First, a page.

Russia's defense ministry said over 1,700 Ukrainian soldiers have surrendered at the Azovstal steel plant in Mariupol since May 16. Meanwhile, a Ukrainian military official said the evacuation of the plant continues, and he believes Russia will uphold its word to treat soldiers according to international law. The International Committee of the Red Cross said it has registered hundreds of Ukrainian prisoners of war who have left the plant.

In one Instagram post, Krotevych told his fellow fighters: "The war is not over, the full-scale war has just begun. You will have to become commanders and take control, or run away and then you will suffer even greater losses." 

Krotevych said that "Russia, like the United States, was accustomed to fighting against much weaker countries, and every problem was solved by massive artillery shelling or air raids. We are weaker in military potential, but the self-confidence of the enemy is our trump card."

Another one of the Azov Regiment officers still in the steel plant issued a short video statement Thursday evening.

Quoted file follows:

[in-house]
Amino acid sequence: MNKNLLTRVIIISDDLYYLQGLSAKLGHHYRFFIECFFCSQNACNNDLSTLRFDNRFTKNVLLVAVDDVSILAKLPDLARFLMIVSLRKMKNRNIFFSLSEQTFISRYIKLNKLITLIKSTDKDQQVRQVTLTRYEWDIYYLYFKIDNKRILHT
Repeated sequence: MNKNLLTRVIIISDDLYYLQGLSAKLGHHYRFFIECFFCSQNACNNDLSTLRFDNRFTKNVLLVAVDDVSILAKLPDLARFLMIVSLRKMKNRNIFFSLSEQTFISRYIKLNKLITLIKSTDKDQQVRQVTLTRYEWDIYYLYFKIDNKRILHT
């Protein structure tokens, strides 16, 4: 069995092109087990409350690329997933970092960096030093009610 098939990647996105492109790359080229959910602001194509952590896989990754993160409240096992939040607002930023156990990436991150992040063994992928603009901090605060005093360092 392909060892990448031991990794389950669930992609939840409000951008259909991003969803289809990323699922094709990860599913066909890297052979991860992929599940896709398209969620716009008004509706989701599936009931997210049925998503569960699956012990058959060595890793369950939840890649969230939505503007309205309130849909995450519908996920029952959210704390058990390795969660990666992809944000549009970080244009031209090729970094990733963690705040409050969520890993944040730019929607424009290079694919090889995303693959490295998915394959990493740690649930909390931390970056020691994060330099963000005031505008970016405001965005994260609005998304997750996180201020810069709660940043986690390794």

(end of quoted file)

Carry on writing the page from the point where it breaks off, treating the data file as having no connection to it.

Sviatoslav Palamar, Azov’s deputy commander, said: "My command and I are on the territory of the Azovstal plant. An operation is underway. I will not give any details. I’m grateful to the whole world and to Ukraine for support. I will be seeing you!"

Palamar provided no further indication of what the operation might be.

Some Russian politicians have proposed that Azov commanders be tried as war criminals if they are detained. Russian state media frequently refers to them as "neo-Nazis" and militant nationalists.

Kostan Nechyporenko contributed reporting to this post.

12:53 p.m. ET, May 19, 2022

Here's what you need to know about the meeting between the US, Sweden and Finland

Swedish Prime Minister Magdalena Andersson, US President Joe Biden and Finnish President Sauli Niinistö depart the Rose Garden of the White House after speaking on May 19.
Swedish Prime Minister Magdalena Andersson, US President Joe Biden and Finnish President Sauli Niinistö depart the Rose Garden of the White House after speaking on May 19. (Andrew Harnik/AP)

On Thursday, leaders of Sweden and Finland met with US President Joe Biden at the White House after they submitted their NATO membership applications on Wednesday.

Here's what you need to know about what the leaders said at the press conference in the Rose Garden after their meeting in the Cabinet Room.

Biden offers "strong support" for Finland and Sweden's NATO bids